# Convergence of the Critical Cooling Rate for Protoplanetary Disk Fragmentation Achieved: The Key Role of Numerical Dissipation of Angular Momentum

Deng, Hongping; Mayer, Lucio; Meru, Farzana (2017). Convergence of the Critical Cooling Rate for Protoplanetary Disk Fragmentation Achieved: The Key Role of Numerical Dissipation of Angular Momentum. The Astrophysical Journal, 847(1):43.

## Abstract

We carry out simulations of gravitationally unstable disks using smoothed particle hydrodynamics (SPH) and the novel Lagrangian meshless finite mass (MFM) scheme in the GIZMO code. Our aim is to understand the cause of the nonconvergence of the cooling boundary for fragmentation reported in the literature. We run SPH simulations with two different artificial viscosity implementations and compare them with MFM, which does not employ any artificial viscosity. With MFM we demonstrate convergence of the critical cooling timescale for fragmentation at ${\beta }_{\mathrm{crit}}\approx 3$. Nonconvergence persists in SPH codes. We show how the nonconvergence problem is caused by artificial fragmentation triggered by excessive dissipation of angular momentum in domains with large velocity derivatives. With increased resolution, such domains become more prominent. Vorticity lags behind density, due to numerical viscous dissipation in these regions, promoting collapse with longer cooling times. Such effect is shown to be dominant over the competing tendency of artificial viscosity to diminish with increasing resolution. When the initial conditions are first relaxed for several orbits, the flow is more regular, with lower shear and vorticity in nonaxisymmetric regions, aiding convergence. Yet MFM is the only method that converges exactly. Our findings are of general interest, as numerical dissipation via artificial viscosity or advection errors can also occur in grid-based codes. Indeed, for the FARGO code values of ${\beta }_{\mathrm{crit}}$ significantly higher than our converged estimate have been reported in the literature. Finally, we discuss implications for giant planet formation via disk instability.

## Abstract

We carry out simulations of gravitationally unstable disks using smoothed particle hydrodynamics (SPH) and the novel Lagrangian meshless finite mass (MFM) scheme in the GIZMO code. Our aim is to understand the cause of the nonconvergence of the cooling boundary for fragmentation reported in the literature. We run SPH simulations with two different artificial viscosity implementations and compare them with MFM, which does not employ any artificial viscosity. With MFM we demonstrate convergence of the critical cooling timescale for fragmentation at ${\beta }_{\mathrm{crit}}\approx 3$. Nonconvergence persists in SPH codes. We show how the nonconvergence problem is caused by artificial fragmentation triggered by excessive dissipation of angular momentum in domains with large velocity derivatives. With increased resolution, such domains become more prominent. Vorticity lags behind density, due to numerical viscous dissipation in these regions, promoting collapse with longer cooling times. Such effect is shown to be dominant over the competing tendency of artificial viscosity to diminish with increasing resolution. When the initial conditions are first relaxed for several orbits, the flow is more regular, with lower shear and vorticity in nonaxisymmetric regions, aiding convergence. Yet MFM is the only method that converges exactly. Our findings are of general interest, as numerical dissipation via artificial viscosity or advection errors can also occur in grid-based codes. Indeed, for the FARGO code values of ${\beta }_{\mathrm{crit}}$ significantly higher than our converged estimate have been reported in the literature. Finally, we discuss implications for giant planet formation via disk instability.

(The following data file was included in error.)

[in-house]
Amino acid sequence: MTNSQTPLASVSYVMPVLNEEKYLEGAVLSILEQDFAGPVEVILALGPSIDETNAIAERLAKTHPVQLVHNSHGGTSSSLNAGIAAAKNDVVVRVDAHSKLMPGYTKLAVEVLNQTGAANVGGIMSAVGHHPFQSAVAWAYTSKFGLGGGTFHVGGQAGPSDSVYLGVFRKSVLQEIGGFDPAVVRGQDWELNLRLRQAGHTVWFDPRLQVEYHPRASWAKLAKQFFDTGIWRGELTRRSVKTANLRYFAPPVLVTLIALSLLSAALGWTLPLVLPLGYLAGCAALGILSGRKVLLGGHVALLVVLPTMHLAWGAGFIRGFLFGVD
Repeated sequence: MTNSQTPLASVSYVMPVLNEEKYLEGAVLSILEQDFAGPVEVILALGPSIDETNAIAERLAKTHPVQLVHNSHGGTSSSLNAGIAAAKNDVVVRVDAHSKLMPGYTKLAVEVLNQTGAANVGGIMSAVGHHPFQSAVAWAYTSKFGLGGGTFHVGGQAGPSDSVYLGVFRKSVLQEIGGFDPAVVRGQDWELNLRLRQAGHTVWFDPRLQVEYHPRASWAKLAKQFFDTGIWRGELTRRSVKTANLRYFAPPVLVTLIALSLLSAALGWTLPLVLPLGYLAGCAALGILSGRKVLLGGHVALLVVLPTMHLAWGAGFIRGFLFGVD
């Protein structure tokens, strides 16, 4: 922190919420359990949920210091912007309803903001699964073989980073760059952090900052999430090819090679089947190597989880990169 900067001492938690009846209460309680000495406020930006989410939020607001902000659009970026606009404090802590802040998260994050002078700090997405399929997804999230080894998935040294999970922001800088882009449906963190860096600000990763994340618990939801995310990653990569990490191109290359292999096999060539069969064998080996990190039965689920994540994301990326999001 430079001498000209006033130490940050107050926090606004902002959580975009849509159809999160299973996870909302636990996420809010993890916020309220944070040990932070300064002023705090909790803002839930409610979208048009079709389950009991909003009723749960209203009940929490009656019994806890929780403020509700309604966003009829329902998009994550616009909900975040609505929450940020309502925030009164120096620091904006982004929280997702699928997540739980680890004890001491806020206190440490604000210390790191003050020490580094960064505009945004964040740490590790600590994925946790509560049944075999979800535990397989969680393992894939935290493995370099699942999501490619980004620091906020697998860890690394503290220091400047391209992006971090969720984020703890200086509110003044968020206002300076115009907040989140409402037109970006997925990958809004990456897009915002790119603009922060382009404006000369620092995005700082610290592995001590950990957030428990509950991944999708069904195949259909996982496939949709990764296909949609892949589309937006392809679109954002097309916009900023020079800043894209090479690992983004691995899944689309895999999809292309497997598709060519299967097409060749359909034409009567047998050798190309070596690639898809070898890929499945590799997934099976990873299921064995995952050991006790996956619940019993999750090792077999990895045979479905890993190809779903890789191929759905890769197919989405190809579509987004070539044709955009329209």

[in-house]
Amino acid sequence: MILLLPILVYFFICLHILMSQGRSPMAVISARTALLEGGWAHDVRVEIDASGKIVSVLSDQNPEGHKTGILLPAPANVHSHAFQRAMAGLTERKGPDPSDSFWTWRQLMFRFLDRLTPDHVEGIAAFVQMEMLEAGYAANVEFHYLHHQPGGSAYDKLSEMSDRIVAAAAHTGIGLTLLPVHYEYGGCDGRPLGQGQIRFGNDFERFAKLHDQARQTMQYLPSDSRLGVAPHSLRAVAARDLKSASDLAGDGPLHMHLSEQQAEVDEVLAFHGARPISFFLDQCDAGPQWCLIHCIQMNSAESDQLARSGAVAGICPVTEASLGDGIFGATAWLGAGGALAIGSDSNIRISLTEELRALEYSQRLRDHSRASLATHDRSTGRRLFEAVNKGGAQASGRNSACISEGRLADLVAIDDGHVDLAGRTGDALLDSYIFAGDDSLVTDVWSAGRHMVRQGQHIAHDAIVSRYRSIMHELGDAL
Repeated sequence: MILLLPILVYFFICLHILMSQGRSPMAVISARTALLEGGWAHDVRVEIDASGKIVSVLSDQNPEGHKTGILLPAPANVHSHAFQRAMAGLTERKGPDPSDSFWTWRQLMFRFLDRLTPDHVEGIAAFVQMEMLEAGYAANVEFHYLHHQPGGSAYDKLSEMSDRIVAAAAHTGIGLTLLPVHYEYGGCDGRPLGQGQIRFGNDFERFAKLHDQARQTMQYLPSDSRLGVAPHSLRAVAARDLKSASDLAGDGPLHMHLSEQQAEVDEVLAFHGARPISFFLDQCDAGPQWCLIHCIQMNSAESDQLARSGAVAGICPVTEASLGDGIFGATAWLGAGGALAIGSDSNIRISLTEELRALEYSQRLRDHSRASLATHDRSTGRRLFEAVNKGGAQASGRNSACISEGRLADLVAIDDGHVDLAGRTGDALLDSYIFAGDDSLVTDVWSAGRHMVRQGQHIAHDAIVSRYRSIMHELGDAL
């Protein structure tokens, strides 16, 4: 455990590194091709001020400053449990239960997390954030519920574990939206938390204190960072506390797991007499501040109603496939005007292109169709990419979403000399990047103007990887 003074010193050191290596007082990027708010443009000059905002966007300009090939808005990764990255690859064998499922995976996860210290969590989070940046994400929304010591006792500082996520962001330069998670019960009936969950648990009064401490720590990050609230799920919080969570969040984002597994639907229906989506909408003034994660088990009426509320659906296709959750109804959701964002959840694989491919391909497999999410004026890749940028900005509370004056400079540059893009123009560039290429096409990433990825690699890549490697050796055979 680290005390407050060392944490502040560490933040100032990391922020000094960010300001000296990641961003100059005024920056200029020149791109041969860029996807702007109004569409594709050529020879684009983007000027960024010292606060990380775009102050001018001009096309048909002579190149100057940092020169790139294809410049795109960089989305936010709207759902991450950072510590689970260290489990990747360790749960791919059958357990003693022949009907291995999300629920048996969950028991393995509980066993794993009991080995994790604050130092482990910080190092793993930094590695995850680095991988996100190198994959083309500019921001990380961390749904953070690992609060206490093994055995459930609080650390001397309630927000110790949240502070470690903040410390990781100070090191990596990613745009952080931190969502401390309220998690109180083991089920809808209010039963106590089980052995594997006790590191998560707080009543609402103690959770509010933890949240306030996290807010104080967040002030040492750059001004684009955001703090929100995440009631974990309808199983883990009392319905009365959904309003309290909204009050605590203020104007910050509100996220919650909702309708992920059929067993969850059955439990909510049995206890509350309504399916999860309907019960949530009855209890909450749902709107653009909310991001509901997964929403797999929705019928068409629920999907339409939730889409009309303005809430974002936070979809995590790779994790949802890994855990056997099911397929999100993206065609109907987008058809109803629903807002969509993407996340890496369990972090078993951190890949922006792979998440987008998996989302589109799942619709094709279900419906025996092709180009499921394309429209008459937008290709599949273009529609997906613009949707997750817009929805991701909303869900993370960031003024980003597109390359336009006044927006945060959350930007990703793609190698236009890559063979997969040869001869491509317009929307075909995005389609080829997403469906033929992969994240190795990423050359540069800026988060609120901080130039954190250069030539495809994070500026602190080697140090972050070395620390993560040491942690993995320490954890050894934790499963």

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## Additional indexing

Item Type: Journal Article, refereed, original work 07 Faculty of Science > Institute for Computational Science 530 Physics English 2017 23 Feb 2018 07:37 14 Mar 2018 17:45 IOP Publishing 1538-4357 Green Publisher DOI. An embargo period may apply. https://doi.org/10.3847/1538-4357/aa872b

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